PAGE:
Skripal (66) and his 33-year-old daughter Yulia were apparently stricken with a deadly nerve agent in his adopted hometown of Salisbury on March 4 while strolling through a public park. The pair have been receiving treatment in intensive care ever since.

Earlier this week, the British prime minister asserted that the chemical weapon used was a Soviet-era nerve agent, Novichok, and – on that basis – the Russian state was implicated in the attempted murder of the former spy. Skripal had been exiled from Russia in 2010 after he was convicted of treason as a double agent for British intelligence MI6.

The new economic and diplomatic sanctions against Moscow, which were announced by May in the House of Commons on Wednesday, constitute a reckless escalation towards conflict between Britain, its NATO allies, and Russia.

Moscow has said it will not stand for British punitive measures and is vowing to take reciprocal actions.

Washington and European states have quickly followed Britain’s lead in ramping up hostile rhetoric towards Russia, and issuing statements of “solidarity.” Relations between Russia and NATO states had already plummeted to Cold War depths before the latest row.

The invitation for more chaos and conflict comes with the abandonment of any pretense at upholding legal principles and standards.

Britain and its allies are relying on the inverted principle of “presumption of guilt” as opposed to “innocence.” Within days of the apparent poison attack on the Sergei Skripal and his daughter, the British authorities and media had rushed to judgement that the alleged attack was the work of the Russian state in an act of revenge for past betrayal. That motive does not stand up to scrutiny, noted former British ambassador Craig Murray.

Furthermore, the hypothetical Soviet-era nerve agent identified by the British authorities has not been independently verified. We are relying on official British claims. The alleged chemical may or may not have been used in the attack.

READ MORE: Corbyn challenges May’s ‘evidence’ of Russian ‘culpability’ in ex-spy poisoning

As Russia’s Foreign Minister Sergei Lavrov revealed, all requests from Moscow for access to the alleged poison as evidence have been refused by London. Such a refusal is a violation of the Convention on Chemical Weapons treaty, which mandates joint inspection of alleged incidents.

So, the British government imposed an ultimatum on Russia to provide “answers” to provocative charges without Moscow being given a fair chance to ascertain those charges. On the basis of that contemptible lack of due process, the British are calling on its NATO allies to escalate punitive measures against Russia.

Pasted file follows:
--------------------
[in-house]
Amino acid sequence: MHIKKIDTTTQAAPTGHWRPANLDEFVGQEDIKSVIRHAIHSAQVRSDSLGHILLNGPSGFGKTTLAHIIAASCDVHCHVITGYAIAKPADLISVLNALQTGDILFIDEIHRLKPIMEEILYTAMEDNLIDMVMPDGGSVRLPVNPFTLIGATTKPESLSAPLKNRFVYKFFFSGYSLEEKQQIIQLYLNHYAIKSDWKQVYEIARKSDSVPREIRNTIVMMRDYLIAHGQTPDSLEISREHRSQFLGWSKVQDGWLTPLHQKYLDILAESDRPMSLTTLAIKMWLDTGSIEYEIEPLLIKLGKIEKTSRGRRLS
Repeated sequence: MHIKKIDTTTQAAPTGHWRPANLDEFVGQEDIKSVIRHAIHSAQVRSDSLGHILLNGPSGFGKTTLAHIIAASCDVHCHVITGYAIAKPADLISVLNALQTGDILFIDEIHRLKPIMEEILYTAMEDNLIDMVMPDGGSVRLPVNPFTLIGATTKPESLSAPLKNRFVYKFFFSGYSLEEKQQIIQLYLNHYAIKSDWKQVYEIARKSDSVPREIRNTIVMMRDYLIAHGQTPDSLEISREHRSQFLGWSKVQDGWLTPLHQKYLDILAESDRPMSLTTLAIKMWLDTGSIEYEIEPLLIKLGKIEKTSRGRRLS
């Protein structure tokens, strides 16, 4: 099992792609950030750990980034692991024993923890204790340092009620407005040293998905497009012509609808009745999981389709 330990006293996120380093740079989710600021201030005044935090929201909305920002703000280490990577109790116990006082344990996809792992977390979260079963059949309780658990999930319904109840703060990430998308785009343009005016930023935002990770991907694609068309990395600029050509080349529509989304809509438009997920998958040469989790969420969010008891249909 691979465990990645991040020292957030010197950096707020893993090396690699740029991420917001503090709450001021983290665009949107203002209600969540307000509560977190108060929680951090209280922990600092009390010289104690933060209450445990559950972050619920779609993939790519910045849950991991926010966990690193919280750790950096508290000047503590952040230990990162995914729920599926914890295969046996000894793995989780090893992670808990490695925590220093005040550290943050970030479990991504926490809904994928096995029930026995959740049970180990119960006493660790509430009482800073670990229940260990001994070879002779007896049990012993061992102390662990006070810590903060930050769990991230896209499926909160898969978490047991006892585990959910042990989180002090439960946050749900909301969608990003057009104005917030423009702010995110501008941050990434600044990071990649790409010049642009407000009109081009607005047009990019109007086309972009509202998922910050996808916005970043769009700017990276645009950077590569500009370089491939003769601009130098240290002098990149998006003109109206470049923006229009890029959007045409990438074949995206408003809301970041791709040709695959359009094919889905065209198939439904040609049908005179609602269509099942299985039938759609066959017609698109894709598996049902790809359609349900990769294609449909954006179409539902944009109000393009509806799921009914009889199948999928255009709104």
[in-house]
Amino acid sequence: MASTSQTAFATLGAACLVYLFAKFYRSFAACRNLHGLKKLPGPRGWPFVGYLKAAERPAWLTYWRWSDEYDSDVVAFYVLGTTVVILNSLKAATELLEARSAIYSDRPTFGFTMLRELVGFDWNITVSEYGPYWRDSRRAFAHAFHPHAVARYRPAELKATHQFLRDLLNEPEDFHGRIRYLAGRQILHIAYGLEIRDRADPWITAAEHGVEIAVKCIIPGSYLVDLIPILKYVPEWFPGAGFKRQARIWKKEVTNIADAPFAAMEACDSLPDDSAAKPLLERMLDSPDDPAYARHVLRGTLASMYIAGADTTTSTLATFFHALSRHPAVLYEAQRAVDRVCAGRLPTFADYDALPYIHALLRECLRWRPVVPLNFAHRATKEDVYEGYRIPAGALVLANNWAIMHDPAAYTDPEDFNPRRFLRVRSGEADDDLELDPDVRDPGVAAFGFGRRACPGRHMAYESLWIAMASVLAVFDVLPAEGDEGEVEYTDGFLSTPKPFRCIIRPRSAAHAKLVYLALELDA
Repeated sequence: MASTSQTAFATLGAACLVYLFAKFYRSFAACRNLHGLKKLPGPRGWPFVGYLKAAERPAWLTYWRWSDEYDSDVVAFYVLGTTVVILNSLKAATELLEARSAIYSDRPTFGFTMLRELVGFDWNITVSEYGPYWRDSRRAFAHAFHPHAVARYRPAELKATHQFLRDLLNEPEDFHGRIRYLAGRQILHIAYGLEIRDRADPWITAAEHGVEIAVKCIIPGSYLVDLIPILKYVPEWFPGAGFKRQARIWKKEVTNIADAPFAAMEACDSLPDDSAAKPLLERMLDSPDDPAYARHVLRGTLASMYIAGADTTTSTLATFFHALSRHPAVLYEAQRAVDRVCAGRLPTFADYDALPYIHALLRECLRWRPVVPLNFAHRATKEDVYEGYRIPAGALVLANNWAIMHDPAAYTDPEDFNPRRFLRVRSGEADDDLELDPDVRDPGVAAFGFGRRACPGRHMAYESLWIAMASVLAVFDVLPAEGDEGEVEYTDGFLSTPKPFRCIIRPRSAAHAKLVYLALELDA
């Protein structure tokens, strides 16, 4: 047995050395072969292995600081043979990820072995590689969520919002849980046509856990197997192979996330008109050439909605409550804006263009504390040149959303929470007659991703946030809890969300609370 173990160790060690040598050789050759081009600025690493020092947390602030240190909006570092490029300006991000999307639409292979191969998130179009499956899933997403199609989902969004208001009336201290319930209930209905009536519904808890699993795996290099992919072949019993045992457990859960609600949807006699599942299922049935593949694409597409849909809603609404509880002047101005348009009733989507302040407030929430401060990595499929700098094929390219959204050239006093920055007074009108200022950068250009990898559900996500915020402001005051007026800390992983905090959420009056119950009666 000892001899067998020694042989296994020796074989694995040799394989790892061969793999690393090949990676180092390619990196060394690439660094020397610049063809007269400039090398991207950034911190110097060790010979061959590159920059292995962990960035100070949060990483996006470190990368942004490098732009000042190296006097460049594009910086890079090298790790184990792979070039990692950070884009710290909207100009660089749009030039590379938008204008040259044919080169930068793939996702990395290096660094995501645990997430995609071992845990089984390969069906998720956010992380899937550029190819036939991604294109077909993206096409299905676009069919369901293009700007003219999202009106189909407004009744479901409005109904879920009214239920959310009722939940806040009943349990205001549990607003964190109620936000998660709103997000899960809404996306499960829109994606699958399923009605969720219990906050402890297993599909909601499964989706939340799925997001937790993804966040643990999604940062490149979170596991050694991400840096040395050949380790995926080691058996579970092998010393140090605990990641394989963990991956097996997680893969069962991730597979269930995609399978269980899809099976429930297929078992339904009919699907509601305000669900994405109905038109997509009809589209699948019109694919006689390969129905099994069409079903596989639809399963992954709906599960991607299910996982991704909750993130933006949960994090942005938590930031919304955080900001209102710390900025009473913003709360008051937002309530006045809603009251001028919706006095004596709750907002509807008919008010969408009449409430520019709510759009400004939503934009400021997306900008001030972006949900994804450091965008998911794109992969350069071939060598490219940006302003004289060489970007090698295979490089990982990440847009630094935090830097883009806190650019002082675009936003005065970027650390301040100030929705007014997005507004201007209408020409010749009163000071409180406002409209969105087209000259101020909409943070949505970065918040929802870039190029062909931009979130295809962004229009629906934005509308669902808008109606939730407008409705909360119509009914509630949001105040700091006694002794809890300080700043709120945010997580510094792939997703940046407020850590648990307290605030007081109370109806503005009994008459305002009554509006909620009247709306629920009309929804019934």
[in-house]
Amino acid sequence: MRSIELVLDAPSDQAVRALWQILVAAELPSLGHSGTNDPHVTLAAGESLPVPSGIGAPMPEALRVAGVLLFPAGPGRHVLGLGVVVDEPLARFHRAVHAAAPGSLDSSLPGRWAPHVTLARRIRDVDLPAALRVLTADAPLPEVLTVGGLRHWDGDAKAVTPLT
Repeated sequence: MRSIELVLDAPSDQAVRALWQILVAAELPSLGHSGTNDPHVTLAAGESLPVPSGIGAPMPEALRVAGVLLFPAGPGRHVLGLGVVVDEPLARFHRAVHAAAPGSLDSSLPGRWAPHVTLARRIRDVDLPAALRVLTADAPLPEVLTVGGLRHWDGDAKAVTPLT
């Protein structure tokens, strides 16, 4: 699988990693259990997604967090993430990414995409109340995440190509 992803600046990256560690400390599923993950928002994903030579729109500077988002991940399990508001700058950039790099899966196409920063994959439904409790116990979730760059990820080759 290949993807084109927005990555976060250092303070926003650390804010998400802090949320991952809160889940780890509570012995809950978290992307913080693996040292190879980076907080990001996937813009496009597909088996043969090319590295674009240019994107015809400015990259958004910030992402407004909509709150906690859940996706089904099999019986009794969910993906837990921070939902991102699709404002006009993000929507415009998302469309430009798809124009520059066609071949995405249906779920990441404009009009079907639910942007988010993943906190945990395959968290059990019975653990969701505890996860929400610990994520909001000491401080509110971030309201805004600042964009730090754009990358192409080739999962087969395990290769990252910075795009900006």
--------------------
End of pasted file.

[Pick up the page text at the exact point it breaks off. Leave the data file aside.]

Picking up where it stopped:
There are even British media reports of Britain invoking NATO’s Article Five clause, which mandates the military pact to come to the defense of another member deemed to be under attack.

One senior British cabinet minister was quoted anonymously by The Independent as saying: “What happens will be an economic war, these will be economic measures. Russia’s economy is only half that of the UK… That doesn’t give us any pleasure at all, but we need the nations of Europe to behave within the rule of law and not like gangsters.”

The logic is unhinged. British authorities are claiming to be acting within the rule of law against Russian “gangsters,” when in fact it is the British who are bludgeoning any legal standard of due process.

Paramount to due process is the presumption of innocence, which is the bedrock of international law and the United Nations’ Charter of Human Rights.

Canadian-based war crimes defense attorney Christopher Black says: “The presumption of innocence is the foundation stone of modern criminal justice. It is the pre-eminent factor in every trial. The accused is deemed to be innocent unless and until evidence that cannot be doubted establishes that the crime took place as claimed, and the accused is the person who committed it and had the intent to commit it.”

Black says that this is the exact opposite of what is taking place with regard to British claims over the latest alleged poisoning incident in Britain. The lawyer adds that the erosion of standard legal principle has been underway for several years due to political expedience by Western states. He points to the various ad-hoc war-crimes trials pushed by the United States and its NATO allies to convict political enemies in former Yugoslavia and Africa.